More famous than the civil engineer Gustave Eiffel who designed it, La Tour Eiffel received heavy criticism in 1889, 100 years after the French Revolution, when the tower was built in a Victorian-era Industrial style as the entrance arch to the World’s Fair, the Exposition Universelle. One of the now most famed towers in the world was, at the time of construction, very controversial, seen as an eyesore against the city’s traditional French styles of architecture.
Arts and Crafts movement leader William Morris (…or perhaps it was author Guy de Maupassant) is believed to have once said, “When I’m in Paris I go to the Eiffel Tower because it’s only when I’m there that I can’t see the damned thing.” Conversely, though similarly reasoned, many today claim that the best view of Paris, which actually includes the Eiffel Tower, is captured from atop Tour Montparnasse—a panoramic view without this unsightly 1973 skyscraper.
A French feat of technological expertise, the tower stood 1,024 feet (300 meters) high at construction—then the tallest in the world. The tower now stands 1,083 feet with its antennas, antennas that ultimately saved it from demise. Only intended to last twenty years, progressive scientific experiments, radio transmission, and telecommunications saved it from its intended deconstruction.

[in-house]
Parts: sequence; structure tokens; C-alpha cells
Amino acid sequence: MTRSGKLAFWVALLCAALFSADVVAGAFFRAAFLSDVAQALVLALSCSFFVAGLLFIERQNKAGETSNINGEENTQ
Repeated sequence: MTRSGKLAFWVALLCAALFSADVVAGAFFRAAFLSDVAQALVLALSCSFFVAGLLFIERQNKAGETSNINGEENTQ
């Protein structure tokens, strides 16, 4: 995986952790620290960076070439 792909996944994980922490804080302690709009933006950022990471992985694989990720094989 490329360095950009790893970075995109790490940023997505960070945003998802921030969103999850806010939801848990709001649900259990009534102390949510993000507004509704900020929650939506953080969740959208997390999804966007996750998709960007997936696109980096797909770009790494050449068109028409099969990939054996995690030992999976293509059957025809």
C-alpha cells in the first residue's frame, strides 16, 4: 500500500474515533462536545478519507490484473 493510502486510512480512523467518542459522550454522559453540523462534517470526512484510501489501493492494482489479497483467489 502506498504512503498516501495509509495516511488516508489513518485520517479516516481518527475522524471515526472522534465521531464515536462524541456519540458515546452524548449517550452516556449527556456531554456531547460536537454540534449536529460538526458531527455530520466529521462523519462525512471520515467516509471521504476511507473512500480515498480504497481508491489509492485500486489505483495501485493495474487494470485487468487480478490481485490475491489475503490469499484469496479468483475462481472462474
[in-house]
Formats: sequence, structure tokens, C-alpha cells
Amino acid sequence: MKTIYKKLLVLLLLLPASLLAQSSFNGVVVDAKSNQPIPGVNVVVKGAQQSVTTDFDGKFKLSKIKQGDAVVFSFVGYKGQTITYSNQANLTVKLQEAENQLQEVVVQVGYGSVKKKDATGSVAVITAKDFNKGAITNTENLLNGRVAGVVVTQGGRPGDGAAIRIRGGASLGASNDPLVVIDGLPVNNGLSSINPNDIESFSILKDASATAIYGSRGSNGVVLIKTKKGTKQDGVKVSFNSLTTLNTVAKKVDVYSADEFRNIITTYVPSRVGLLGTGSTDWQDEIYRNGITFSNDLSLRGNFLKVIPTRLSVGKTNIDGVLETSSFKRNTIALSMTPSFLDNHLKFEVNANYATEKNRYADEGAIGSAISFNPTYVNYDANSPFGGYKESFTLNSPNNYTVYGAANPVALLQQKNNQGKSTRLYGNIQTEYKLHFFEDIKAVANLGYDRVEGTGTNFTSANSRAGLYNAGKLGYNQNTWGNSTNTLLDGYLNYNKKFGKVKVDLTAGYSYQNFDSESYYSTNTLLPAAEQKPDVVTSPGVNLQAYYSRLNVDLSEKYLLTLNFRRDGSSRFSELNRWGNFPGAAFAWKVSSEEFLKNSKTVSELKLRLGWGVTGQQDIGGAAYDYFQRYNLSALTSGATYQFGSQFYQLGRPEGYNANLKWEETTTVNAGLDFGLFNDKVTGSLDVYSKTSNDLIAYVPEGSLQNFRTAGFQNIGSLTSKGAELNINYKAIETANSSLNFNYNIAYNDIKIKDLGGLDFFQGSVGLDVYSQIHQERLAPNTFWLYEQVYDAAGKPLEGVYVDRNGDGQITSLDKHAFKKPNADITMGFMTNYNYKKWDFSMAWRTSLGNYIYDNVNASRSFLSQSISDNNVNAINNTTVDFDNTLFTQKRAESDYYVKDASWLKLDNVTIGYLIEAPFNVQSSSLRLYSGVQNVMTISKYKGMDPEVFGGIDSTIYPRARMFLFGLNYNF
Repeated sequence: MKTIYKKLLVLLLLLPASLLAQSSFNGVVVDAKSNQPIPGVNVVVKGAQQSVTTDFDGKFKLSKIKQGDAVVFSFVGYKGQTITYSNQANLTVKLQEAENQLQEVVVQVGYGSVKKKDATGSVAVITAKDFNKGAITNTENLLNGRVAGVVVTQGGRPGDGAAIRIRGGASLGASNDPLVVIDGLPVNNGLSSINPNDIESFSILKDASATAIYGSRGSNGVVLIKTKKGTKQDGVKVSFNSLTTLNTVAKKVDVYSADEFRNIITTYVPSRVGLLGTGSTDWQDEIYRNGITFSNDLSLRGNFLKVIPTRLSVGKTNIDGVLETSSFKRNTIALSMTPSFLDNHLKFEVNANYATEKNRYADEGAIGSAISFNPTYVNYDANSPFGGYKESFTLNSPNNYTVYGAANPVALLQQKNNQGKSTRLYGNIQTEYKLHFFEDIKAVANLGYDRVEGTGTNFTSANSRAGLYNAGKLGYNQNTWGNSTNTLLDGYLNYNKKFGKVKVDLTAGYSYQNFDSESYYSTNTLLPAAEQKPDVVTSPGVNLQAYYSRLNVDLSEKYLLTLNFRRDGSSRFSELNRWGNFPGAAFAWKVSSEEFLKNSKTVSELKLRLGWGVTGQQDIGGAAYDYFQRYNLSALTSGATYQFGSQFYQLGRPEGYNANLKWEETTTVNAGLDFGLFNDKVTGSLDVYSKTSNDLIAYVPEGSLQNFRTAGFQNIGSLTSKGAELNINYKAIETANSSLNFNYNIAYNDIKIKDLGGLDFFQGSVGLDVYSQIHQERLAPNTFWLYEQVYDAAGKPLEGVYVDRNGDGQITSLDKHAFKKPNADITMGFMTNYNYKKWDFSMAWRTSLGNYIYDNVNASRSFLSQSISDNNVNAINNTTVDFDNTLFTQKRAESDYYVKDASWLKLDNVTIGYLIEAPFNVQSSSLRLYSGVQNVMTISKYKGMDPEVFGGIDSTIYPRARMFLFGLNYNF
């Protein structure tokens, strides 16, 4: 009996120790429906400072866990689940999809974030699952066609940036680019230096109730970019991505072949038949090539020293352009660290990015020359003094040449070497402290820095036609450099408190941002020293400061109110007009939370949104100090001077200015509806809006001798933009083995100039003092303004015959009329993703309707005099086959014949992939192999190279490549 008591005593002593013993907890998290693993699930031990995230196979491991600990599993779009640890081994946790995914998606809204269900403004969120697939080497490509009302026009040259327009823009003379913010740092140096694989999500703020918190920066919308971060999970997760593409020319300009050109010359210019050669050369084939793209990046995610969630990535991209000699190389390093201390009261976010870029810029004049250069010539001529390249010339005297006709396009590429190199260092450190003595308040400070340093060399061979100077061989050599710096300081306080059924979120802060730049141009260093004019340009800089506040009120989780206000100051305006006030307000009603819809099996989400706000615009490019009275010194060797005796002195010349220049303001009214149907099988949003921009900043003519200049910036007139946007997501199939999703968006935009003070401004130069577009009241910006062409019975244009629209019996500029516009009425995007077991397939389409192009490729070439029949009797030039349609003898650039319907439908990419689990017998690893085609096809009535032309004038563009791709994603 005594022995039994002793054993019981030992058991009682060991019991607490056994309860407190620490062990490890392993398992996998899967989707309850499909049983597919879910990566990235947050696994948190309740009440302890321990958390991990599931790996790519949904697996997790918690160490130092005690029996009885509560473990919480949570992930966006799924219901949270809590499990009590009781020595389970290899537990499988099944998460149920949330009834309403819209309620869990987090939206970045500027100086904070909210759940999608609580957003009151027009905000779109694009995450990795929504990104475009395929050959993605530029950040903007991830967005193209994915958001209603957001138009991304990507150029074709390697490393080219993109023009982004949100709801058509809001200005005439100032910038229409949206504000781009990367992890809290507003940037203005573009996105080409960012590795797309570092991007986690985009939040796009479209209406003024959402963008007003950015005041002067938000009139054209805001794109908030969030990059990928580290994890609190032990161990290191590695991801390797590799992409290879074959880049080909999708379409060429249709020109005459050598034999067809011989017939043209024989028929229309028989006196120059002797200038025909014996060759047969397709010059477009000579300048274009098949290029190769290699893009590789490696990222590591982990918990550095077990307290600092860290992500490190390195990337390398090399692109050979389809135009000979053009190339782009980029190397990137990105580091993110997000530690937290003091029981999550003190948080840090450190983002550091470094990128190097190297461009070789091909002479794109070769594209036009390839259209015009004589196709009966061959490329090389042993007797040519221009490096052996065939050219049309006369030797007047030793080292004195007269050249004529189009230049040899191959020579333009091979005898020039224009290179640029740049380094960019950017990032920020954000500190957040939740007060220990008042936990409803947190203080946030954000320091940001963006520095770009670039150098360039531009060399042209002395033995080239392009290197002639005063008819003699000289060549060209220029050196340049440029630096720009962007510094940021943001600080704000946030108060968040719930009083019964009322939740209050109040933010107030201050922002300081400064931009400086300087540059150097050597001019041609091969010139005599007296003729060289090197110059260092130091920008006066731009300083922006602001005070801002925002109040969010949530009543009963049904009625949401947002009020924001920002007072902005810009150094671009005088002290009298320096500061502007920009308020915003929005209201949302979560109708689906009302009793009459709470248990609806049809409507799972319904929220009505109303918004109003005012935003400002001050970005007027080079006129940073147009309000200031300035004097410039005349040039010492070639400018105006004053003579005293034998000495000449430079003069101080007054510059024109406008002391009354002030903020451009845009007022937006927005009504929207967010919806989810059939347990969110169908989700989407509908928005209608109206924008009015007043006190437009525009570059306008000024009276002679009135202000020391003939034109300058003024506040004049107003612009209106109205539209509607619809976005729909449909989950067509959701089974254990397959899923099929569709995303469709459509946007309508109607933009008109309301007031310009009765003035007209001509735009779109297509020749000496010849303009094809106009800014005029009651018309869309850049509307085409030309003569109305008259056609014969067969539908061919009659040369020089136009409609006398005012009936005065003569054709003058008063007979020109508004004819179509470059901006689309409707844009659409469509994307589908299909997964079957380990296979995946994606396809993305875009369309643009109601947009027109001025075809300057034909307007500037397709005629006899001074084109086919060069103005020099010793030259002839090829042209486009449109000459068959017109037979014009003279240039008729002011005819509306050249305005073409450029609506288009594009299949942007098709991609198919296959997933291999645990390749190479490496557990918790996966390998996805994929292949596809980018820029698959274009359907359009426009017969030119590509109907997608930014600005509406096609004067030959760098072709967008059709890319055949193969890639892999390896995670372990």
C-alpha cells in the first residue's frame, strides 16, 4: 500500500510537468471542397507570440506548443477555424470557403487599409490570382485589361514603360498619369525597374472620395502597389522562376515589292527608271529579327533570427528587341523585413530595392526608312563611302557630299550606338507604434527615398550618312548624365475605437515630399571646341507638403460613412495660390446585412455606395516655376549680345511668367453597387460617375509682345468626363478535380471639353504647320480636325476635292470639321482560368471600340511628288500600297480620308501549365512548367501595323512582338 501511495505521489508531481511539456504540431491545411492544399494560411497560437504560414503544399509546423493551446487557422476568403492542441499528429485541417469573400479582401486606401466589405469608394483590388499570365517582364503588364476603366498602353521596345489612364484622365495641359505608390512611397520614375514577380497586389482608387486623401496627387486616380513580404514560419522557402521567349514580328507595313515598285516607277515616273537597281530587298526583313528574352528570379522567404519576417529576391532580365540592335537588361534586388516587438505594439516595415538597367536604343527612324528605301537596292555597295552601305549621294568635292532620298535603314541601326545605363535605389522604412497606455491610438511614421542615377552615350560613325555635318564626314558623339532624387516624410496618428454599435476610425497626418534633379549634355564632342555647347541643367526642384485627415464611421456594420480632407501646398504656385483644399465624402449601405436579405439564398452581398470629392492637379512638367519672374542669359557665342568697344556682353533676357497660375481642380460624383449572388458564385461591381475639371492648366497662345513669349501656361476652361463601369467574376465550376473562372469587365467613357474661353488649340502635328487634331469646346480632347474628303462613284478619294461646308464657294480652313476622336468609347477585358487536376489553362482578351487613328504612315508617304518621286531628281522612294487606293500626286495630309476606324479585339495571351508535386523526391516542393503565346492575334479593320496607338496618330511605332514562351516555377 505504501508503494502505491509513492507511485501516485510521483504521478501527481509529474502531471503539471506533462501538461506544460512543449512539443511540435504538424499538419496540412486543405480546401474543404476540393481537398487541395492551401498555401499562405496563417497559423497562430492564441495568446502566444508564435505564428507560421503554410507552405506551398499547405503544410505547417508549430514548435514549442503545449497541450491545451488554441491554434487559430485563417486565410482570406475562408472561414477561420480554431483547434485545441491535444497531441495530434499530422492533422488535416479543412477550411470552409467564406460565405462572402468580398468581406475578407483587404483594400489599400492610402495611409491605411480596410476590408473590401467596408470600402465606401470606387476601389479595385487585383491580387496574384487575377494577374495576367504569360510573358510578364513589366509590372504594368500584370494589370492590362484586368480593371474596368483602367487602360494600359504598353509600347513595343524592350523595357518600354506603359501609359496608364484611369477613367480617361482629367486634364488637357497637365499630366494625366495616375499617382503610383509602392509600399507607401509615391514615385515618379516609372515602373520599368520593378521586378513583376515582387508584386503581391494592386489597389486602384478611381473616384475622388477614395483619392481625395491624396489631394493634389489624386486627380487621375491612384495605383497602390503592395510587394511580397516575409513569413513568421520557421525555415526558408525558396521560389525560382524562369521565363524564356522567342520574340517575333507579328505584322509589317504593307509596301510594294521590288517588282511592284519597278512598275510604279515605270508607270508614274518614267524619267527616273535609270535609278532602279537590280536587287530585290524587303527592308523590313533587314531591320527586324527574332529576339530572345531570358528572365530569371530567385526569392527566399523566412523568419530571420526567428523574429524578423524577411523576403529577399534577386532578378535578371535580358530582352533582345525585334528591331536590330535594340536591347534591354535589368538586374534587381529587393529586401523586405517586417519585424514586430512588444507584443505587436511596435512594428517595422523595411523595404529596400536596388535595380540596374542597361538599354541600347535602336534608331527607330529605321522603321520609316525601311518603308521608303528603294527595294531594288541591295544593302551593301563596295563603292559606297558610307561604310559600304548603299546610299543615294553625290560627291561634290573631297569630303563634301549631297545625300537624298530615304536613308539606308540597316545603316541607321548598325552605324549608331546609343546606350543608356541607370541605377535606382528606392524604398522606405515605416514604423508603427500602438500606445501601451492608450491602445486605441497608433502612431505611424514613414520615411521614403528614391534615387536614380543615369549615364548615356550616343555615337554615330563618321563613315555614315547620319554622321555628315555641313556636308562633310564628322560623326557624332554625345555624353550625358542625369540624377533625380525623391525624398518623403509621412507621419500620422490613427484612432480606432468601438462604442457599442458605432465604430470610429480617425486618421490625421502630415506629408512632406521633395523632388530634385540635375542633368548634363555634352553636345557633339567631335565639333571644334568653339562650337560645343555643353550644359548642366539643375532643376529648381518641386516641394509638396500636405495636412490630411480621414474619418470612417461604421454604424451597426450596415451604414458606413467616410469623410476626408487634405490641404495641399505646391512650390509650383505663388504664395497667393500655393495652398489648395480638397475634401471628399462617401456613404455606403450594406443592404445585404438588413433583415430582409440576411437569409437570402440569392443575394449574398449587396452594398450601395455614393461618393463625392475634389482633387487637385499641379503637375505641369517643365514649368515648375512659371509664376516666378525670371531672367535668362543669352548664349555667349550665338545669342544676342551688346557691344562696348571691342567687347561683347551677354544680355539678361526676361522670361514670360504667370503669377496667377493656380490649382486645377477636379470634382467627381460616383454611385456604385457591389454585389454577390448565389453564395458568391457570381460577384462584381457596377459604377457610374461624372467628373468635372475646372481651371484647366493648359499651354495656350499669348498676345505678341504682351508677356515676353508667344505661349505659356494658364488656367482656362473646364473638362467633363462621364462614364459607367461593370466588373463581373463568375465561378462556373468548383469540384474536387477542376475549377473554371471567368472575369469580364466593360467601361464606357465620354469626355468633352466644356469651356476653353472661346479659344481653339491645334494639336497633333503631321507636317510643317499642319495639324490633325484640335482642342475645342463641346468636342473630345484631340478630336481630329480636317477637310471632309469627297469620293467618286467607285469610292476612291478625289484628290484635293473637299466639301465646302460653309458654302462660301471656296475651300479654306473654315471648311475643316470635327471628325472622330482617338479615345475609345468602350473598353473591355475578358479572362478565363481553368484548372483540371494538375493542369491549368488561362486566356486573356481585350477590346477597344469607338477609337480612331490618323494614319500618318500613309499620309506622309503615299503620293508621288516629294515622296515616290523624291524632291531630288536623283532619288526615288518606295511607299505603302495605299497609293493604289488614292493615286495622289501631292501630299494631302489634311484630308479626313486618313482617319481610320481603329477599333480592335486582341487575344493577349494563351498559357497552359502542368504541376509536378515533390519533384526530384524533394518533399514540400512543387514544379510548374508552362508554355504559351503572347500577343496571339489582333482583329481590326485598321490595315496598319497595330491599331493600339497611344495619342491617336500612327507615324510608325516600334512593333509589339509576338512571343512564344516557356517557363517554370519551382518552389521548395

Today, with seven million visitors a year, 75% foreigners, the Eiffel Tower is the most-visited paid monument in the world and a cherished, celebrated French monument.
Standing beneath the immense tower, we were taken by its delicate trusswork supporting colossal arches. The lace-like texture of the structure is created by 7,300 tons of intricate ironwork and archways held together by 2.5 million rivets. 327 budget-friendly open-air stairs take visitors from the ground to the 1st level with another 347 stairs reaching the 2nd mid-level. We rode one of four elevator lifts, one inside each pillar, to the mid-level deck. From here, a single lift provides the only visitor access to the top.